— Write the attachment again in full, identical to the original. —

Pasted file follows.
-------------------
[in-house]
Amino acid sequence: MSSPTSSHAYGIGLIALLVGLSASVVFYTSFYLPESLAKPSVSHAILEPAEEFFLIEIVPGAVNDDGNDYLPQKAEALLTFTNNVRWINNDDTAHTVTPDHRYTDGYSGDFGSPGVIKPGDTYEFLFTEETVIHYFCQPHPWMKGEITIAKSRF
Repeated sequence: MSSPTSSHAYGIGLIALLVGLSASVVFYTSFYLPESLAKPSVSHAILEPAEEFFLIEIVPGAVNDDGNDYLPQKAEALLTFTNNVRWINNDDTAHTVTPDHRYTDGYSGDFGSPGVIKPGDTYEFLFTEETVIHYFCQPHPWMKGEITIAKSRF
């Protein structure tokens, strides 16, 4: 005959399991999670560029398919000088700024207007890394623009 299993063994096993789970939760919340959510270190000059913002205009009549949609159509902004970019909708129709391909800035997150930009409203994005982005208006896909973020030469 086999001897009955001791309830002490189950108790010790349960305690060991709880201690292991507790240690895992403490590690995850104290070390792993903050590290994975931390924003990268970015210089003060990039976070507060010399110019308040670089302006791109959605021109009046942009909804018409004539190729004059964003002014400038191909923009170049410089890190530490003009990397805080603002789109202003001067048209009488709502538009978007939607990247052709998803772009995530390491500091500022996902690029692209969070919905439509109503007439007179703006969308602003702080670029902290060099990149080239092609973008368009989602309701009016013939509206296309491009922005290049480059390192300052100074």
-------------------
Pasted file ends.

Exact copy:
[in-house]
Amino acid sequence: MSSPTSSHAYGIGLIALLVGLSASVVFYTSFYLPESLAKPSVSHAILEPAEEFFLIEIVPGAVNDDGNDYLPQKAEALLTFTNNVRWINNDDTAHTVTPDHRYTDGYSGDFGSPGVIKPGDTYEFLFTEETVIHYFCQPHPWMKGEITIAKSRF
Repeated sequence: MSSPTSSHAYGIGLIALLVGLSASVVFYTSFYLPESLAKPSVSHAILEPAEEFFLIEIVPGAVNDDGNDYLPQKAEALLTFTNNVRWINNDDTAHTVTPDHRYTDGYSGDFGSPGVIKPGDTYEFLFTEETVIHYFCQPHPWMKGEITIAKSRF
């Protein structure tokens, strides 16, 4: 005959399991999670560029398919000088700024207007890394623009 299993063994096993789970939760919340959510270190000059913002205009009549949609159509902004970019909708129709391909800035997150930009409203994005982005208006896909973020030469 086999001897009955001791309830002490189950108790010790349960305690060991709880201690292991507790240690895992403490590690995850104290070390792993903050590290994975931390924003990268970015210089003060990039976070507060010399110019308040670089302006791109959605021109009046942009909804018409004539190729004059964003002014400038191909923009170049410089890190530490003009990397805080603002789109202003001067048209009488709502538009978007939607990247052709998803772009995530390491500091500022996902690029692209969070919905439509109503007439007179703006969308602003702080670029902290060099990149080239092609973008368009989602309701009016013939509206296309491009922005290049480059390192300052100074």